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Uplifting news: Easter eggs donated to NHS workers, and twins on the front line

A round-up of feelgood stories in the news.


(The Chocolate Society/PA)

(The Chocolate Society/PA)

(The Chocolate Society/PA)

Thousands of Easter eggs have been donated to hospitals and healthcare workers, and a set of twins has been on the front line at London’s temporary NHS Nightingale hospital.

Here is a look at some of Saturday’s more uplifting stories you might have missed.

– Easter eggs have been delivered to hospitals as thanks to healthcare workers

Easter eggs have been delivered to hospitals around the UK as a thank you to NHS staff and those forced to spend the bank holiday away from family.

More than 1,800 eggs were given out by the Chocolate Society, which set itself a challenge of seeing how many it could make in a 24-hour period.





Al and Duncan Garnsworthy, who run the company, worked from 8.30am until 9am the following day to show their support for hard-working healthcare staff.

Speaking on Instagram after completing the challenge, Al said: “We have produced more than we ever thought we could. I am super proud of the team.”

The company also raised more than £3,000 for Heroes, an organisation that helps support the NHS and will help distribute the eggs.

– A set of twins has joined forces to help save lives on the Covid-19 frontline


(Sergeant Donald Todd (RLC)/MoD/Crown Copyright/PA)

(Sergeant Donald Todd (RLC)/MoD/Crown Copyright/PA)

(Sergeant Donald Todd (RLC)/MoD/Crown Copyright/PA)

Twin brothers, one a soldier and the other a surgeon, have played a role in the battle to set up and run London’s temporary NHS Nightingale hospital.

British Army Lieutenant Colonel Phill Moxey, commanding officer of 1st Battalion, The Royal Anglian Regiment, led a team which helped to transform part of the ExCel centre into a hospital.

His brother Paul, a vascular surgeon at the capital’s St George’s Hospital, is on call to aid the new Nightingale facility’s dedicated medical team.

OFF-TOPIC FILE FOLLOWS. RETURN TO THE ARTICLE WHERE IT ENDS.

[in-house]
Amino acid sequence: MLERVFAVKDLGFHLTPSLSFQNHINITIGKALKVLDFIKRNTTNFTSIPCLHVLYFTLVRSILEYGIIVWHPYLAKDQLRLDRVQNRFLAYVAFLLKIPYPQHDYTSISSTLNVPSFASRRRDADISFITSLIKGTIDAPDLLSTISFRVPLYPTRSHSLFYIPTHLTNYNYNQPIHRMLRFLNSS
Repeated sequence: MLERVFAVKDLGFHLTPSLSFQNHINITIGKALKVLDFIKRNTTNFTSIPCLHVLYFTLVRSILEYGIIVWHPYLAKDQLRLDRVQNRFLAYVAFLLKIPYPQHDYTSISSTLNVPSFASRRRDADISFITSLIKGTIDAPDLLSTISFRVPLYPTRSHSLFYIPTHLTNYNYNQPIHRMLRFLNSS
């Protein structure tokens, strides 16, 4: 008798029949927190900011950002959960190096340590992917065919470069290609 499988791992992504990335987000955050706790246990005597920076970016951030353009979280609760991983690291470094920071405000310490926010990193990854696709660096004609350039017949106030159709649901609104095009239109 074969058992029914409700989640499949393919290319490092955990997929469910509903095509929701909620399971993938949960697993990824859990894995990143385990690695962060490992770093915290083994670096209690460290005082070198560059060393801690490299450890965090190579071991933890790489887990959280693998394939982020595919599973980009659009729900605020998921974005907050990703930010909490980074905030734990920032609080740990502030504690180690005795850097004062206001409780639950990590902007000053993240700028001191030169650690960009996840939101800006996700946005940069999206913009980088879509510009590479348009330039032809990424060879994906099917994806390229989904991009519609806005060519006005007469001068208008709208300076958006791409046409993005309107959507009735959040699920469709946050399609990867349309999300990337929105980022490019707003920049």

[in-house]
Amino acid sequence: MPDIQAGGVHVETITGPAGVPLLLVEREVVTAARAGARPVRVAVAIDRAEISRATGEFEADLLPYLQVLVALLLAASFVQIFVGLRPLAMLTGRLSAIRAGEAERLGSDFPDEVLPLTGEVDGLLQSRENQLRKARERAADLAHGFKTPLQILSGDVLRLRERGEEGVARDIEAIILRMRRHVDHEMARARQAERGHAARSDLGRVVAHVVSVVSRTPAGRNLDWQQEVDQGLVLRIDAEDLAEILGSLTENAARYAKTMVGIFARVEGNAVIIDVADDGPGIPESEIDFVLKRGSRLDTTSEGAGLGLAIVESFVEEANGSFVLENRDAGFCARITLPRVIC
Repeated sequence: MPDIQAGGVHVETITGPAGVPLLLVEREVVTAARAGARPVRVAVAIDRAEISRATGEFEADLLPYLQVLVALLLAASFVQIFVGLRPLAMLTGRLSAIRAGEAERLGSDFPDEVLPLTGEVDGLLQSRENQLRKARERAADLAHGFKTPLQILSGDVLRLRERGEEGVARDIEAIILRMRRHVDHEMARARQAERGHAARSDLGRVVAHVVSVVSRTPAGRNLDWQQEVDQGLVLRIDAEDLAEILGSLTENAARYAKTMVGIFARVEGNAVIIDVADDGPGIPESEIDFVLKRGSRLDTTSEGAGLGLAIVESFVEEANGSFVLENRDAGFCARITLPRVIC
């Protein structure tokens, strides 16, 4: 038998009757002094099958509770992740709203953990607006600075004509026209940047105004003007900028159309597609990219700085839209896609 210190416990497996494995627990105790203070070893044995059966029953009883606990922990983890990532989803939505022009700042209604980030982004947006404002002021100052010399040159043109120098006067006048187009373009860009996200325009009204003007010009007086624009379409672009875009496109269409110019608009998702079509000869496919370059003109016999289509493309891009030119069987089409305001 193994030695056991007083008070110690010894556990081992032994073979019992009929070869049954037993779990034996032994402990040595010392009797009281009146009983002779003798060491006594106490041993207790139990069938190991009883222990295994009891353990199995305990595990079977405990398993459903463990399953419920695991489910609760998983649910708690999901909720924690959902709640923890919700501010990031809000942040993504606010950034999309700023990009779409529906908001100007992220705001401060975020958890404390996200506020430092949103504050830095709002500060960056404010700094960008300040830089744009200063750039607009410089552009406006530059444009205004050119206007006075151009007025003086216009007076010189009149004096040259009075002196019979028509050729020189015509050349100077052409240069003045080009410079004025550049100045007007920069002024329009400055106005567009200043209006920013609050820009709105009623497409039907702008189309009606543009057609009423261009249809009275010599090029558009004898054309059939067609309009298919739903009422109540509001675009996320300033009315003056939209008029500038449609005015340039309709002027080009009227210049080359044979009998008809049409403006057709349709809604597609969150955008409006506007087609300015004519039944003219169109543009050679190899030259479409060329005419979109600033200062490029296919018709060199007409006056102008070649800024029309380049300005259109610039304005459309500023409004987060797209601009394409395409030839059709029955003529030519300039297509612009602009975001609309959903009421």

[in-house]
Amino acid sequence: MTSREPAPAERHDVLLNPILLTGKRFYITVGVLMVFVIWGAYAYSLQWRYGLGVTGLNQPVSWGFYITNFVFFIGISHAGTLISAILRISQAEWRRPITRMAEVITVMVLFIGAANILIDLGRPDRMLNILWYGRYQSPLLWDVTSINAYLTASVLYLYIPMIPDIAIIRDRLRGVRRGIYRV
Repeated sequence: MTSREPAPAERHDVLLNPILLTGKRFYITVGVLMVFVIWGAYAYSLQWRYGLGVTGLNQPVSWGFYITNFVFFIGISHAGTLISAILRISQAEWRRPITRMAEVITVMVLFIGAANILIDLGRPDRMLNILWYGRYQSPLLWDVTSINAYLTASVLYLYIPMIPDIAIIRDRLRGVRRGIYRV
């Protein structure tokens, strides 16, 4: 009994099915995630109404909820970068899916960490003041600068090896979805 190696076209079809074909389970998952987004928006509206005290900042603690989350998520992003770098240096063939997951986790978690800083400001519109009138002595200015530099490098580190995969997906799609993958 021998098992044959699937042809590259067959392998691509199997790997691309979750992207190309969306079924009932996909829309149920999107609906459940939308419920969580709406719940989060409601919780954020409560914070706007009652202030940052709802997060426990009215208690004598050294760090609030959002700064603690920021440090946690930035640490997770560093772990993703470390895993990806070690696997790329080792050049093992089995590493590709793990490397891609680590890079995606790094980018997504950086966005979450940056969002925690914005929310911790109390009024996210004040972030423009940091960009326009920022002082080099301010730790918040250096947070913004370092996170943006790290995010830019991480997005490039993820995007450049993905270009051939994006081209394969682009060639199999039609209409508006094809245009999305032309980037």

The Suffolk-born twins, aged 42, made radically different career choices as children and this is the first time their individual skills have been brought to bear on the same mission.

Paul Moxey said: “I think the Nightingale is a triumph for NHS England and the Army team that have put it together so quickly. It shows what we can do as a country when we put our minds to it.”

– Russians have eased isolation by recreating famous artworks using items in their homes


(Julia Tabolkina via AP)

(Julia Tabolkina via AP)


(Julia Tabolkina via AP)

Russians who cannot visit museums during lockdown are easing isolation by recreating artworks and posting them on social media.

Thousands of photos have been posted to a Facebook group, each showing the original work, including the Mona Lisa and the Girl with the Pearl Earring, and the mock-up made at home.

Katerina Brudnaya-Chelyadinova, a co-founder of the project, said: “A boy from Italy wrote a post in English saying that our group brought him out of the depths of the tragedy that is happening around him.

“If this can bring happiness to someone, somewhere on the opposite side of the world, then all of this isn’t for nothing.”

– Royal hat-maker Philip Treacy has joined the “visor army” in coronavirus fight

Hat-maker for the royals Philip Treacy has joined the so-called “visor army” to help make protective equipment for frontline NHS workers.

The Irish milliner, who is famous for designing hats for A-list celebrities including Lady Gaga and Madonna as well as members of the royal family, said he and his studio staff will be making the special headgear for healthcare professionals across London.

In an Instagram post he said: “The current scenario meant an extraordinary shift in the way we live our lives and re-evaluation of what is important.

“No-one is unaffected and all support, little or big, is a step closer to better days.”

He said the visors are “simple to make and no special skill is required”, as he encouraged others to pitch in if they could.

– A man has launched a social media challenge to raise money for protective equipment

A man has created a social media challenge to raise money for protective equipment for NHS staff after his father died with coronavirus.

Entrepreneur Matthew McGahan started the “upside-down challenge” to raise money for the charity he founded, Mask Our Heroes, in memory of his father Alan Howard McGahan.

The fundraising initiative, which aims to provide protective suits, masks and visors to hospitals, has been supported by celebrities including writer Irvine Welsh and actor Tamer Hassan.

The challenge has seen people posting photos of themselves upside down to raise awareness for the charity.

Mr McGahan said: “We expect our loved ones to be looked after when they are in hospital, we expect them to get the best care. At this terrible time the least we can do is make sure these wonderful dedicated bunch of boys and girls are also properly protected.”

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